What a No-Deal Brexit Would Mean for Ireland
It should have been today. It might be in April. It could even be in May.
There is a perilous likelihood that this year, in the event of a no-deal UK exit from the European Union, there will be a new hard border between Northern Ireland and the Republic of Ireland.
Customs checks and passport inspections. Fences and wires. Police dogs and blast walls. Expect the worst.
Beyond the economic disruption this will cause the two countries, which have enjoyed a free flow of people and goods for two decades, this will all but undo the 1998 Good Friday Agreement, one of the most stunning achievements of conflict resolution in the late 20th century.
Having identified freedom of movement as a critical component of peacemaking, an open border was the essential compromise required by Unionists who wanted to stay in the UK and Republicans who wanted a united Ireland.
A recent bombing in Derry (or Londonderry as it is called by Unionists) indicates that the old wounds of the Troubles — three decades of sectarian violence between Catholics and Protestants — will be reopened.
On 22 March, the BBC reported that the Police Service of Northern Ireland had arrested 11 alleged members of the loyalist Ulster Volunteer Force.
All of these tensions are happening as Northern Ireland is going through a separate political crisis. The country’s bi-sectarian government, the devolved Northern Ireland Executive, has remained inoperative since the Republican Sinn Féin party withdrew in 2017.
Of all the calamities of Brexit, a harder border between the two Irelands would be perhaps the most tragic, because while the damage done to Britain are the self-inflicted injuries of the 2016 referendum, no one in either Ireland asked for this.
Northern Ireland voted to remain in the EU. Counties with heavy Remain votes correlate to Sinn Féin votes in the most recent British general election. Worse, the Republic of Ireland never got to vote on this at all. And yet it’s the Irish whose world is being upended more than anyone else in Europe.
This is why the nationalist fervour of Brexit, while wrapped in the language of freeing the nation from the clutches of a faceless and foreign transnational superpower, is also a reassertion of British colonialism, although we don’t always think of it that way.
Members of the fringe Democratic Unionist Party that keeps Prime Minister Theresa May’s Tory government in place are among her coalition’s hard Brexit enthusiasts.
A hard border brings Northern Ireland back to the Unionist dream: physically separating Northern Ireland from the Republic unambiguously proclaims that the country is the UK, not Ireland.
The DUP are the ones who are keeping May’s deal afloat — which includes the “backstop” measure to avoid putting a hard border in Ireland.
“The only thing which will avoid a crash-out Brexit which would drive our economy off a cliff edge is [May’s] Withdrawal Agreement,” Sinn Féin MP Chris Hazzard said in a statement.
“The British parliament needs to abandon its delusional belief that there can be any renegotiation of the Withdrawal Agreement and the backstop it contains,” he added.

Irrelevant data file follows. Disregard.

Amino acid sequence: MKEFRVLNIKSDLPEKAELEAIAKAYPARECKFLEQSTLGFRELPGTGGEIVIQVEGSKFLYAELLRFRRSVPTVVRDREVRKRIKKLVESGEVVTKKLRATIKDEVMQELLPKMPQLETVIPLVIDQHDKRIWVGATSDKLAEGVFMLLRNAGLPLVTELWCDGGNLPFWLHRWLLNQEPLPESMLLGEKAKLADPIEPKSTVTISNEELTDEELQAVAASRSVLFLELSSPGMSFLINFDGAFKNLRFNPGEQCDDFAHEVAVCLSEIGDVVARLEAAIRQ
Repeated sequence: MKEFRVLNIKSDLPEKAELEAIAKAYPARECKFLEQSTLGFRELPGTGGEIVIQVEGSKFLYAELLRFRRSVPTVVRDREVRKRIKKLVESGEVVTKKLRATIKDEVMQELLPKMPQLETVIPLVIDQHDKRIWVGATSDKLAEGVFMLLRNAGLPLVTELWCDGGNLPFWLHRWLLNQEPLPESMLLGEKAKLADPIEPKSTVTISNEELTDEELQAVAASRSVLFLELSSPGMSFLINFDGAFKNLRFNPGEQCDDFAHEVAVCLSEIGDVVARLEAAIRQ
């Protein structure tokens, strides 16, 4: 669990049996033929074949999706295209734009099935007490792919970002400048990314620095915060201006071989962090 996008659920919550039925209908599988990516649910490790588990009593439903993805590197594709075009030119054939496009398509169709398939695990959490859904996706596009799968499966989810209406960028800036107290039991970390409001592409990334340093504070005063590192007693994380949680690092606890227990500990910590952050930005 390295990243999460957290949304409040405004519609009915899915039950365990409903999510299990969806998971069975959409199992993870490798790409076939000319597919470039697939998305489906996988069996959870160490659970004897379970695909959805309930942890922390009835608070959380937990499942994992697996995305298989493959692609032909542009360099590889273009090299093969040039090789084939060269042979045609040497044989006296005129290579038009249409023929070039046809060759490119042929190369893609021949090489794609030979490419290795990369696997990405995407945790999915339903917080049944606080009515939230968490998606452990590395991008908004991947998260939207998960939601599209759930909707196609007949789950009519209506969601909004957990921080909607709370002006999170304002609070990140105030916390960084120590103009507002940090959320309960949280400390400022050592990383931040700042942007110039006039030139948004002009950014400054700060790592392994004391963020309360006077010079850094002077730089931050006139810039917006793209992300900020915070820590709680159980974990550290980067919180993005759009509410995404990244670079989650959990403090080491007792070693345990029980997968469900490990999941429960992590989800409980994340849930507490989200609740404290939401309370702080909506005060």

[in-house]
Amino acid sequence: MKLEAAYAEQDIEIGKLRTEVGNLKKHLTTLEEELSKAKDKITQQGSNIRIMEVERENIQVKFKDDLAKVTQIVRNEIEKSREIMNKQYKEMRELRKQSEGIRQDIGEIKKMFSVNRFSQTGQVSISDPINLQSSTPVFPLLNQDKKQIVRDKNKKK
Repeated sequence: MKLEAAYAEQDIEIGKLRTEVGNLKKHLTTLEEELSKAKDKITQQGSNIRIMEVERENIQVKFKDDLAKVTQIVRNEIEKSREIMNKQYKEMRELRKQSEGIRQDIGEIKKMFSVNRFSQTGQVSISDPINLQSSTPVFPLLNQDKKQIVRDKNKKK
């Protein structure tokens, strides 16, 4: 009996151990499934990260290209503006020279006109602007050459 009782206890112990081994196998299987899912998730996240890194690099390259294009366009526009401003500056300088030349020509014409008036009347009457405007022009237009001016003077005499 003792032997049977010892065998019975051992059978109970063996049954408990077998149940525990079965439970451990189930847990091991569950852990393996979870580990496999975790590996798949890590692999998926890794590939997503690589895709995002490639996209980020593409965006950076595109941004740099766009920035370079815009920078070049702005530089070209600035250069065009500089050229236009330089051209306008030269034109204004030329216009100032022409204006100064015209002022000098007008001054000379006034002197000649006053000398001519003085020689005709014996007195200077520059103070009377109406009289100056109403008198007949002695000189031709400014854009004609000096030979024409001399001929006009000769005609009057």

While the status of Northern Ireland was not among the stated reasons for leaving the European Union that Boris Johnson and UKIP put forth during the Brexit campaign, the disregard for what exiting the Union might do neighbouring states including a former British colony is both provincial and imperious.
It’s no surprise that right-wing nationalists would desire more ‘sovereignty’ over Northern Ireland.
But ‘Lexiters’ — left-wing Brexit supporters — betray the progressive obligation to fight imperialism by prioritising their criticisms, for example, of the EU’s negative effects on the UK economy, and British independence, over what leaving the Union would mean for Ireland.
These so-called leftists, who promised that leaving the EU would enable the nationalisation of British railways or better labour policy, have shown little contrition for such an oversight.
Such gains would be had at the expense of the Irish, and a not unlikely return to civil war, in Northern Ireland.
The progressive Irish party, People Before Profit, offer perhaps the best ray of clarity, even among fellow travellers who might feel skittish about opposing Brexit and aligning with neoliberal EU policies.
PBP’s policy paper demands that Ireland be made whole, pointing out that it is simply undemocratic for this Brexit regime to be inflicted on them without their consent.
The party notes the Irish government opposes a hard border, but only out of concern for trade and business.
The Irish left, the policy paper says, must oppose this part of Brexit “because it would strengthen a reactionary settlement of Ireland’s national question”.
The recolonisation of Northern Ireland and the threat of unleashing violence at the border should be reason enough to scrap Brexit altogether. It may be too late to turn that around, but the shame of risking this happening shouldn’t be forgotten, if and when the border returns.
For populists eager to return to borders in Europe, the lesson is instructive. Borders mean conflict. Borders mean war. That’s the only take away from this tragedy. But it’s one which Europeans ought not to ignore.
If it can happen in Ireland, there’s no reason it won’t happen again elsewhere in Europe, either.
Ari Paul is a journalist based in New York. Paul’s work has appeared in dozens of outlets including The Guardian, The Nation, In These Times and Jacobin. Photograph courtesy of Tiocfaidh ár lá 1916. Published under a Creative Commons license.